What if Sade were to send us a letter?
A strange idea, perhaps. For what would Sade have to tell us that he hasn’t already told us, an infinite number of times; what would this man, who, as Maurice Blanchot has famously told us, has already said everything, have left to say? Why would he need to speak to us, again, after all this time?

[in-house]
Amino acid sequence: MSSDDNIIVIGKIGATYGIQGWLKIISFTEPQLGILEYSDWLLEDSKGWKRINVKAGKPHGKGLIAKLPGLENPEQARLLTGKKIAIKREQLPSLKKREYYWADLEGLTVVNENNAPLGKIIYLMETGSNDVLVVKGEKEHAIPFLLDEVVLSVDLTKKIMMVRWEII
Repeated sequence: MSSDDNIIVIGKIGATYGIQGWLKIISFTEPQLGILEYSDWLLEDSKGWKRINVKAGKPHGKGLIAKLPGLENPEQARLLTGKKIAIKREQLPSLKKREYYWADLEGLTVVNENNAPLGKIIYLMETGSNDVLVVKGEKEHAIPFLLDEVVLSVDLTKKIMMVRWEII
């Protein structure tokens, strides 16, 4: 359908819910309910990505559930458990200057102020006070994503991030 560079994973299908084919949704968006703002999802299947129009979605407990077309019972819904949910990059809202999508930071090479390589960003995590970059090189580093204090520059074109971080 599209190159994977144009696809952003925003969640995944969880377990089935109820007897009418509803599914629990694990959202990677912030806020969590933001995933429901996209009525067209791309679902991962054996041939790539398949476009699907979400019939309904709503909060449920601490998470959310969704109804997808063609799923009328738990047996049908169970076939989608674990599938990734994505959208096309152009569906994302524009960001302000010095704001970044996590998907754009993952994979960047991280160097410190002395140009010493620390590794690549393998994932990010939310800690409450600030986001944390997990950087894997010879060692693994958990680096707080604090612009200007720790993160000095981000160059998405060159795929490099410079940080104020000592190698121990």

A strange idea. But let’s stay with it, let’s press it a little further. What if there were something left to be said? Or rather, what if Sade deduced, not that he hadn’t already told us everything, but that there was something we had not yet understood about his work, some part of his work that we had read but to which we had not yet paid sufficient attention, a kind of message that we had to this point missed despite its urgency—for us? What if Sade—thinking, speaking, writing from beyond the grave—decided that he had to transmit this message to us? What if Sade decided that there remained a secret he had not yet shared with us?